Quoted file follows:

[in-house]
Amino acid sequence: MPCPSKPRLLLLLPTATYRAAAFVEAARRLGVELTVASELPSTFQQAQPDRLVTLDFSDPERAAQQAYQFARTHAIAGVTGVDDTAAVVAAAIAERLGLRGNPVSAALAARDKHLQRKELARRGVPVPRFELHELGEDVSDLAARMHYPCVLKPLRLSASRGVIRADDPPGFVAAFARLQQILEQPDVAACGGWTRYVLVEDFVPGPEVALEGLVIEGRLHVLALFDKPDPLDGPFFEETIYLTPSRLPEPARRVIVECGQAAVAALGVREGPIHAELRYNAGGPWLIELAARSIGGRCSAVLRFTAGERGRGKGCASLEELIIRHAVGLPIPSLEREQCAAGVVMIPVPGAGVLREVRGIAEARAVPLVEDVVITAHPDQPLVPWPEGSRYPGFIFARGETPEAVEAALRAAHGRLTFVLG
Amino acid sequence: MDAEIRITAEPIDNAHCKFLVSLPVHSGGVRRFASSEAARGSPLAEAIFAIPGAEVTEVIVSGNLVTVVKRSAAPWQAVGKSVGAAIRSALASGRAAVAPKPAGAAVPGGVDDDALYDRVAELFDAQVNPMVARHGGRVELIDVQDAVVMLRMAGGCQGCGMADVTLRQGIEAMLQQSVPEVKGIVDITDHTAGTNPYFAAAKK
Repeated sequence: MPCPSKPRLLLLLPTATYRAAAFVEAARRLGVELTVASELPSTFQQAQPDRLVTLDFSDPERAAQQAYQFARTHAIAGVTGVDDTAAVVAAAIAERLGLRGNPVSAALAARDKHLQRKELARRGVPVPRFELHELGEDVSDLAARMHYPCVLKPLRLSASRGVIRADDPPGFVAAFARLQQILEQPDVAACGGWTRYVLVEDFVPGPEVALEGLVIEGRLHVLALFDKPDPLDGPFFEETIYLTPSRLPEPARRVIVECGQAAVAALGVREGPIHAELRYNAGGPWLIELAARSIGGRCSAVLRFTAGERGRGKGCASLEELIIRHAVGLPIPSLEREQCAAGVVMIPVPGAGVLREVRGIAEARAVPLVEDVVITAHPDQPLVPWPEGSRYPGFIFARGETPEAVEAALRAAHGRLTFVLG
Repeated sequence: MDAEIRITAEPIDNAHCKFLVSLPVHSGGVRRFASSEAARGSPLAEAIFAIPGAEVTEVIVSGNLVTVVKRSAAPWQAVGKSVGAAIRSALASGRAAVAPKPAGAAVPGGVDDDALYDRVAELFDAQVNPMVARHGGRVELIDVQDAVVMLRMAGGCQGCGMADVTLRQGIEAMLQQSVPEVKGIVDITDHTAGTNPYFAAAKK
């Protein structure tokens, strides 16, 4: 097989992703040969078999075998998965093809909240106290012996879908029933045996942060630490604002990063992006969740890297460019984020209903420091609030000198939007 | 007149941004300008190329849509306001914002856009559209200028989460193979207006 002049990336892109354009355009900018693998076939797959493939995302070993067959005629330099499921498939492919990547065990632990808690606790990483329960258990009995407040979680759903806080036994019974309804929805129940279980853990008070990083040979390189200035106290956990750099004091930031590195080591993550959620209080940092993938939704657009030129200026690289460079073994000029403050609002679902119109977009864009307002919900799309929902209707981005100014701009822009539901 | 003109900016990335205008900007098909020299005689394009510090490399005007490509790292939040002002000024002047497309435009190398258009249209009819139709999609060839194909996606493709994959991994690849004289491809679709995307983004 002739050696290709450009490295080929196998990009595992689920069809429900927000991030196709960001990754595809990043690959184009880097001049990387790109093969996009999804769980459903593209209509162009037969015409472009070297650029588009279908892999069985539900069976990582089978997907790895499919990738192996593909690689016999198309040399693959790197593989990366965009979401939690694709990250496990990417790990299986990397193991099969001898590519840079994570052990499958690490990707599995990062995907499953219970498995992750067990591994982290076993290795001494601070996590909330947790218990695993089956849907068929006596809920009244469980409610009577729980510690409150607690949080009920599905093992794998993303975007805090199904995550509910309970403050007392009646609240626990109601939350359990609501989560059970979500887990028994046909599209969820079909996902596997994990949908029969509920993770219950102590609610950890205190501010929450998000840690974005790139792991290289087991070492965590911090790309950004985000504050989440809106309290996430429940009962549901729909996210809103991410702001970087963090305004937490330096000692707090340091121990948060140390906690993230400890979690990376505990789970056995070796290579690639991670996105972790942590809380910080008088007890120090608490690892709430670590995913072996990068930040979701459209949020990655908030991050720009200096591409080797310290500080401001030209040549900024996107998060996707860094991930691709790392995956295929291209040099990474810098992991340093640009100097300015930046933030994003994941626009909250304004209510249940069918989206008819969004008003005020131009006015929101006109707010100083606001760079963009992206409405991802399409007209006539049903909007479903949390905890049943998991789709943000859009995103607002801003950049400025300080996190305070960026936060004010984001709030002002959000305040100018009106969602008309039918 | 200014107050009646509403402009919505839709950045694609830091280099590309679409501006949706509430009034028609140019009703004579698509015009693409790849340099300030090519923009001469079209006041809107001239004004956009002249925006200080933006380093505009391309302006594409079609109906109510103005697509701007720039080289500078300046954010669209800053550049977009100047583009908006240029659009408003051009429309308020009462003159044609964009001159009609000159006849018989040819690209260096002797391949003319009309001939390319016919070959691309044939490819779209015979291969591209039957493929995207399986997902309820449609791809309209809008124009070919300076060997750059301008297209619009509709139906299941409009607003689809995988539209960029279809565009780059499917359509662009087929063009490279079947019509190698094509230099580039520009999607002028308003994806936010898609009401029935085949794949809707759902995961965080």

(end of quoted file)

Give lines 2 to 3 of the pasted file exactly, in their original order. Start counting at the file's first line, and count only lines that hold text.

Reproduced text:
Amino acid sequence: MPCPSKPRLLLLLPTATYRAAAFVEAARRLGVELTVASELPSTFQQAQPDRLVTLDFSDPERAAQQAYQFARTHAIAGVTGVDDTAAVVAAAIAERLGLRGNPVSAALAARDKHLQRKELARRGVPVPRFELHELGEDVSDLAARMHYPCVLKPLRLSASRGVIRADDPPGFVAAFARLQQILEQPDVAACGGWTRYVLVEDFVPGPEVALEGLVIEGRLHVLALFDKPDPLDGPFFEETIYLTPSRLPEPARRVIVECGQAAVAALGVREGPIHAELRYNAGGPWLIELAARSIGGRCSAVLRFTAGERGRGKGCASLEELIIRHAVGLPIPSLEREQCAAGVVMIPVPGAGVLREVRGIAEARAVPLVEDVVITAHPDQPLVPWPEGSRYPGFIFARGETPEAVEAALRAAHGRLTFVLG
Amino acid sequence: MDAEIRITAEPIDNAHCKFLVSLPVHSGGVRRFASSEAARGSPLAEAIFAIPGAEVTEVIVSGNLVTVVKRSAAPWQAVGKSVGAAIRSALASGRAAVAPKPAGAAVPGGVDDDALYDRVAELFDAQVNPMVARHGGRVELIDVQDAVVMLRMAGGCQGCGMADVTLRQGIEAMLQQSVPEVKGIVDITDHTAGTNPYFAAAKK